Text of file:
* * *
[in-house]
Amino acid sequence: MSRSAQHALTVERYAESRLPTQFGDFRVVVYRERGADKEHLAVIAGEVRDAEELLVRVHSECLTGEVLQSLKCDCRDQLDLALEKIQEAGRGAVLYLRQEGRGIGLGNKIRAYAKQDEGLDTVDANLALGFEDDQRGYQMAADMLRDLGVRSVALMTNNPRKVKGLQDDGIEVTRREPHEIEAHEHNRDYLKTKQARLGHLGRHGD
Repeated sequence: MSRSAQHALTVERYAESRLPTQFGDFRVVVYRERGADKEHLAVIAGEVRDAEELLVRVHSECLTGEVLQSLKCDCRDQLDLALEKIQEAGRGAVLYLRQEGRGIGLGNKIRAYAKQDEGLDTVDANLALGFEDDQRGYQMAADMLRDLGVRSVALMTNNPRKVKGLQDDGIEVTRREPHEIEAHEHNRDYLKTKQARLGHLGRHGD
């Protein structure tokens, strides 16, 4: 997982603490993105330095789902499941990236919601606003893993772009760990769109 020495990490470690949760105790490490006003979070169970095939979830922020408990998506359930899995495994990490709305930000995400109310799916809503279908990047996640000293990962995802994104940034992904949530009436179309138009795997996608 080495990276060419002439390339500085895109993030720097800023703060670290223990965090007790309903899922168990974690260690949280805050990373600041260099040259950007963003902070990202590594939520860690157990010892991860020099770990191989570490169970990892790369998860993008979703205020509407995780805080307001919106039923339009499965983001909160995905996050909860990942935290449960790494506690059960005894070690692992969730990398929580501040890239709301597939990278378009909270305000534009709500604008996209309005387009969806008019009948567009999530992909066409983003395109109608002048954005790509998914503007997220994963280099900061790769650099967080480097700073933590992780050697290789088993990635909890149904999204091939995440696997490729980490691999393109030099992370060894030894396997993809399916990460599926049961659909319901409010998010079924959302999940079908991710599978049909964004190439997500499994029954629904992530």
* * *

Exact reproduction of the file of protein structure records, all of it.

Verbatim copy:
[in-house]
Amino acid sequence: MSRSAQHALTVERYAESRLPTQFGDFRVVVYRERGADKEHLAVIAGEVRDAEELLVRVHSECLTGEVLQSLKCDCRDQLDLALEKIQEAGRGAVLYLRQEGRGIGLGNKIRAYAKQDEGLDTVDANLALGFEDDQRGYQMAADMLRDLGVRSVALMTNNPRKVKGLQDDGIEVTRREPHEIEAHEHNRDYLKTKQARLGHLGRHGD
Repeated sequence: MSRSAQHALTVERYAESRLPTQFGDFRVVVYRERGADKEHLAVIAGEVRDAEELLVRVHSECLTGEVLQSLKCDCRDQLDLALEKIQEAGRGAVLYLRQEGRGIGLGNKIRAYAKQDEGLDTVDANLALGFEDDQRGYQMAADMLRDLGVRSVALMTNNPRKVKGLQDDGIEVTRREPHEIEAHEHNRDYLKTKQARLGHLGRHGD
């Protein structure tokens, strides 16, 4: 997982603490993105330095789902499941990236919601606003893993772009760990769109 020495990490470690949760105790490490006003979070169970095939979830922020408990998506359930899995495994990490709305930000995400109310799916809503279908990047996640000293990962995802994104940034992904949530009436179309138009795997996608 080495990276060419002439390339500085895109993030720097800023703060670290223990965090007790309903899922168990974690260690949280805050990373600041260099040259950007963003902070990202590594939520860690157990010892991860020099770990191989570490169970990892790369998860993008979703205020509407995780805080307001919106039923339009499965983001909160995905996050909860990942935290449960790494506690059960005894070690692992969730990398929580501040890239709301597939990278378009909270305000534009709500604008996209309005387009969806008019009948567009999530992909066409983003395109109608002048954005790509998914503007997220994963280099900061790769650099967080480097700073933590992780050697290789088993990635909890149904999204091939995440696997490729980490691999393109030099992370060894030894396997993809399916990460599926049961659909319901409010998010079924959302999940079908991710599978049909964004190439997500499994029954629904992530």